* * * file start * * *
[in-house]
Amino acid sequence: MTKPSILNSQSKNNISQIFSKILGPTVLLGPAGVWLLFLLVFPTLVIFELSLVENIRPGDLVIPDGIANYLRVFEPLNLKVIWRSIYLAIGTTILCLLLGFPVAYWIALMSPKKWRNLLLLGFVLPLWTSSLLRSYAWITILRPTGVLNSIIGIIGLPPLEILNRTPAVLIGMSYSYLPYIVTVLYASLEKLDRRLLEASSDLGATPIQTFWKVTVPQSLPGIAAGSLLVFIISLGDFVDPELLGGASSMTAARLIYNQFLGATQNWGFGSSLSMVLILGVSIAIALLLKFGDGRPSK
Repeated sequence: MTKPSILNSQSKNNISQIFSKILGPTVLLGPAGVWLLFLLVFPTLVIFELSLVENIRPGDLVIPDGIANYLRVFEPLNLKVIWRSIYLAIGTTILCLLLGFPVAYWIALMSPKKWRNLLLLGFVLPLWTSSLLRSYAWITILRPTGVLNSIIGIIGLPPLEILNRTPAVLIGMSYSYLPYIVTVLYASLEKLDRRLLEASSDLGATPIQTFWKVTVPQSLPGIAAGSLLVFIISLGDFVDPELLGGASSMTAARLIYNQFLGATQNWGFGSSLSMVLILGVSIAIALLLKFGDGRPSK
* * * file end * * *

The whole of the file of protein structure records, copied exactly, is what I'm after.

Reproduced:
[in-house]
Amino acid sequence: MTKPSILNSQSKNNISQIFSKILGPTVLLGPAGVWLLFLLVFPTLVIFELSLVENIRPGDLVIPDGIANYLRVFEPLNLKVIWRSIYLAIGTTILCLLLGFPVAYWIALMSPKKWRNLLLLGFVLPLWTSSLLRSYAWITILRPTGVLNSIIGIIGLPPLEILNRTPAVLIGMSYSYLPYIVTVLYASLEKLDRRLLEASSDLGATPIQTFWKVTVPQSLPGIAAGSLLVFIISLGDFVDPELLGGASSMTAARLIYNQFLGATQNWGFGSSLSMVLILGVSIAIALLLKFGDGRPSK
Repeated sequence: MTKPSILNSQSKNNISQIFSKILGPTVLLGPAGVWLLFLLVFPTLVIFELSLVENIRPGDLVIPDGIANYLRVFEPLNLKVIWRSIYLAIGTTILCLLLGFPVAYWIALMSPKKWRNLLLLGFVLPLWTSSLLRSYAWITILRPTGVLNSIIGIIGLPPLEILNRTPAVLIGMSYSYLPYIVTVLYASLEKLDRRLLEASSDLGATPIQTFWKVTVPQSLPGIAAGSLLVFIISLGDFVDPELLGGASSMTAARLIYNQFLGATQNWGFGSSLSMVLILGVSIAIALLLKFGDGRPSK